Chapters 9-10: It rains for 12 days and Huck and Jim stay sheltered on an island. A house floats by with a dead man inside. They take supplies. Jim gets a rattlesnake bite when Huck tempts their luck.
Chapter 11: Huck sneaks to town for news. When he finds out searchers are headed to the island, Huck quickly returns and the two escape down the river.
Chapters 12-14: Huck and Jim travel nights. Stopping to search a wreck, they lose their raft, and then take the skiff of criminals also on the wreck. Huck leaves word with a ferryman to save the others. Then, Huck reads to Jim from books about royalty and they debate Solomon’s wisdom.
Chapter 15: Huck and Jim are separated in a deep fog and Huck plays a joke on Jim when the fog clears. Jim declares that friends should not treat each other like that, and Huck apologizes.
Chapter 16: Huck determines to turn Jim in, but when he gets the chance, he continues to hide Jim. The raft is destroyed and Jim and Huck are separated.
Chapter 17-18: Huck stays with the Grangerfords, who are in the middle of a feud with the Shepherdsons. This feud only stops for church. A Grangerford daughter elopes with a Shepherdson and war breaks out. Huck and Jim escape together (Jim has repaired the raft).
Chapter 19-20: The Duke and the King. Huck finds two con artists looking for escape and he lets them on the raft. One claims he is a duke, and the other claims he is the rightful King of France. The King cons money from those at a camp meeting.
Chapters 21-23: The con men practice Shakespeare. In a small town, a man kills a townsman who has been bothering him and the town wants to lynch him. The Duke and King con the town into a “show” and then flee on the raft with the money. Huck is amazed at Jim’s emotions for his family.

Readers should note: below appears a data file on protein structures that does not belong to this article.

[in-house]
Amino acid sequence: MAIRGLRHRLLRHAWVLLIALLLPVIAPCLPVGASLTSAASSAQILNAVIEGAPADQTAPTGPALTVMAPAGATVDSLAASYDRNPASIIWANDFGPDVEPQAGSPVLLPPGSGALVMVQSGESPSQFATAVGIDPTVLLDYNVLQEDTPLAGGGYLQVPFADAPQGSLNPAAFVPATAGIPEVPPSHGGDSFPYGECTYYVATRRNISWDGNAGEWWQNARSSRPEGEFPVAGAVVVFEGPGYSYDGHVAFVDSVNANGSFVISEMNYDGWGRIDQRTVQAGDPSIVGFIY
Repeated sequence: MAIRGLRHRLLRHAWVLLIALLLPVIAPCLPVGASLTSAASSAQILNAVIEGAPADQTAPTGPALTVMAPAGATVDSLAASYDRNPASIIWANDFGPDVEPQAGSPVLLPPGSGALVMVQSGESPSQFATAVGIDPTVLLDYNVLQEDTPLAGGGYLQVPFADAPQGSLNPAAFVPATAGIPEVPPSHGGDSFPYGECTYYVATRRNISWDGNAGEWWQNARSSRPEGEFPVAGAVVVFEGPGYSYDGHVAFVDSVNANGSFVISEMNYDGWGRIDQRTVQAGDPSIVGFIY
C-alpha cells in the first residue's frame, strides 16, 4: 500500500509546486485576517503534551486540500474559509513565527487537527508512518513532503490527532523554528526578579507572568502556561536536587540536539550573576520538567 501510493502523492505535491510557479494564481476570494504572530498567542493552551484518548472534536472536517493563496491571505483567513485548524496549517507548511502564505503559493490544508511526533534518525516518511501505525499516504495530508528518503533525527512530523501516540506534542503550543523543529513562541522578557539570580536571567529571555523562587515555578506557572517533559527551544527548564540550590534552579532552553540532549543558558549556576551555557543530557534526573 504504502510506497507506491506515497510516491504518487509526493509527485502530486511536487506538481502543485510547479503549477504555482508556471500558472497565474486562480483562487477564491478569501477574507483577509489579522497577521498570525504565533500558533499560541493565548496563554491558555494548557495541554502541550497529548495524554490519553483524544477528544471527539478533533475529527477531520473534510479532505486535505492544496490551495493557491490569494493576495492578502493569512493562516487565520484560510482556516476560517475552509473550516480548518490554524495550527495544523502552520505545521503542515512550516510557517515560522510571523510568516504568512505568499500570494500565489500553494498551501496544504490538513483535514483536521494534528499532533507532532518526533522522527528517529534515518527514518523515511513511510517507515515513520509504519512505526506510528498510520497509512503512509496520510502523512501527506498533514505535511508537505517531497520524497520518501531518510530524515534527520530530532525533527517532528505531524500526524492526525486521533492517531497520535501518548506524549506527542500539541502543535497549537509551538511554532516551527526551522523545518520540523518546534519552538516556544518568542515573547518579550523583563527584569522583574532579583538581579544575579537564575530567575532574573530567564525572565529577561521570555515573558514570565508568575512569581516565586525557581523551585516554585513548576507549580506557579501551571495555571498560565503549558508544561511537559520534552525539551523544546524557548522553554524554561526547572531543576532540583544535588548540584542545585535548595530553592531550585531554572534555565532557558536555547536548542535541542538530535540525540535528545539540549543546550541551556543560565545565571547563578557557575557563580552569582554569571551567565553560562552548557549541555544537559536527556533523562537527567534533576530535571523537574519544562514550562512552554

Chapters 24: The Peter Wilks’ fortune. The con men scam a town into believing they are the English brothers arrived to inherit Peter Wilks’ fortune.
Chapters 25-28: Huck is increasingly uncomfortable with the scam. The servant asks him about England; he can’t keep his lies straight. He finds where the con men hid the gold and hides it in the coffin (unintentionally). The Duke and the King sell the estate. Mary Jane is heartbroken at the break-up of a slave family, and Huck admits the scam and promises to help.
Chapters 29-30: The true brothers arrive in town; the fraud is discovered. Huck is told he is not good at lying. When the gold is discovered on the dead man’s chest, Huck and the con men flee. Huck and Jim are disappointed when they find they still aren’t free from the con men.
Chapter 31: The con men sell Jim for $40. Huck feels guilty for caring about Jim. He prays to be better and writes a letter to Miss Watson telling where Jim is. Then, he recalls the good moments he had with Jim and tears up the letter: “You can’t pray a lie.” He plots to steal Jim free.
Chapter 32-33: The Phelps’ Farm. Huck goes to the house where Jim is held and is welcomed as Tom Sawyer. He intercepts the true Tom Sawyer, who promises to help get Jim out of slavery. Huck wants to warn the con men but is too late. “Human beings can be awful cruel to each other.”
Chapters 34-38: Huck has a logical plan for getting Jim out but Tom insists they do it as in the prison novels he’s read. They resort to “make-believe” when the “traditional” way is too hard.
Chapters 39-40: The boys captures animals for Jim’s “prison” and plan an escape. A crowd of townsmen come to stop it. Tom is shot and Jim refuses to leave, sacrificing his freedom for his friend.
Chapter 41-end: Injured Tom is brought back, and Jim re-jailed. Tom brags of his role in the escape; tells that Jim is free, as the late Miss Watson freed him. Huck says he’ll run so he won’t be “sivilized.”